So far, the Republican debates have focused so much on immigration and other interesting but peripheral issues — e.g., the impact of Human Papilloma Virus on ”innocent girls” in Texas — that there’s been hardly any time to talk about the most important things that are actually happening in the country and the world, and what the candidates might actually do about some of these actual issues.

In the possibly vain hope that tonight’s debate on the economy might bring the discussion back down to earth, I offer the following reality-based questions:

1. Europe is at the brink of a financial crisis that could destroy the Euro currency and damage the U.S. economy. If you were president, what would you be advising the European leaders, and what steps would you be taking to insulate the U.S. from collateral damage

2. For decades, Fannie Mae and Freddie Mac provided federally-backed liquidity for 30-year home mortgages. Now both are bankrupt and operating at a loss under federal receivership. What, if anything, should Congress do to replace them?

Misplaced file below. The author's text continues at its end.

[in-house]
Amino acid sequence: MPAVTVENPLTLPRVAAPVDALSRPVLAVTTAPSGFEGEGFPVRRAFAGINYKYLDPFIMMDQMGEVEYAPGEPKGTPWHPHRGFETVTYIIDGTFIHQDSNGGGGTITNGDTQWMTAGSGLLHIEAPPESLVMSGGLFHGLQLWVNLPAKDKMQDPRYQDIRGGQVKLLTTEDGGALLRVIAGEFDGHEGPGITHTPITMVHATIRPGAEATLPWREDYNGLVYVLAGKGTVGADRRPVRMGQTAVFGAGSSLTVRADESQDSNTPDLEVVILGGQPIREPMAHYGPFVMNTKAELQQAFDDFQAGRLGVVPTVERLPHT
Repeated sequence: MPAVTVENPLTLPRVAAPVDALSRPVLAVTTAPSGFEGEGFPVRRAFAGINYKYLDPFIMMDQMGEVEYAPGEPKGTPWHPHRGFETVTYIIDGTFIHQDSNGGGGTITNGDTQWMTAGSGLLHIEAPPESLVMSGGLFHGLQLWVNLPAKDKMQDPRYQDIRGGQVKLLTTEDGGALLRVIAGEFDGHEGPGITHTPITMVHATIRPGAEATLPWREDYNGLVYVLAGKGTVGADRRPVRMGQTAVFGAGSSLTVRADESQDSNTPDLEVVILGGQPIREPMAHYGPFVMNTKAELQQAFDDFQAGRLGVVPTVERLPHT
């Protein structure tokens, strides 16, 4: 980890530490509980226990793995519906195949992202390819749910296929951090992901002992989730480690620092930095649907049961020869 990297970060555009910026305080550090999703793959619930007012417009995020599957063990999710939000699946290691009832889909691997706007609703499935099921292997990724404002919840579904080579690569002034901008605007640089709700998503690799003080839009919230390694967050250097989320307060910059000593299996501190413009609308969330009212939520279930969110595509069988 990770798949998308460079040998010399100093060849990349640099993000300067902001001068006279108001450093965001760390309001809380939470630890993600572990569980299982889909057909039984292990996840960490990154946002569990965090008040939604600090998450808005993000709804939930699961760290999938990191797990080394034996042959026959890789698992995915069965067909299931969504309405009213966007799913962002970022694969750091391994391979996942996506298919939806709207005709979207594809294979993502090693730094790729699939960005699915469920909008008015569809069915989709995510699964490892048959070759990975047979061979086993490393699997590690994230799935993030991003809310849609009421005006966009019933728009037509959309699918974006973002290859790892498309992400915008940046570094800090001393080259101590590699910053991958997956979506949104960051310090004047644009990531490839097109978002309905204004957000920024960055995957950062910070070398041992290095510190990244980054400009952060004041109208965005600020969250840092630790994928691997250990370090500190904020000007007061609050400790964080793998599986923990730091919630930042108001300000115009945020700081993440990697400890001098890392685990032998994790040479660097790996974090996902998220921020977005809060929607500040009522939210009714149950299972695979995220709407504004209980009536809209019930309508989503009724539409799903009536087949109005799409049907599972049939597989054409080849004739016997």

3. Do you favor ending the Federal Reserve’s “dual mandate,” which legally requires it to maximize both price stability and employment? (Ron Paul can take a bye on that one. In fact, I hope he does.)

4. Should the Treasury Department immediately sell its 25 percent stake in General Motors, even though the stock is down more than $10 from its initial price, and the taxpayers would take a loss?

5. The Postal Service is practically bankrupt, threatening to reduce delivery service to five days a week amid are real questions as to whether the country even needs postal delivery in an age of instant messaging and Skype. As president, what would you urge Congress to do with the Postal Service?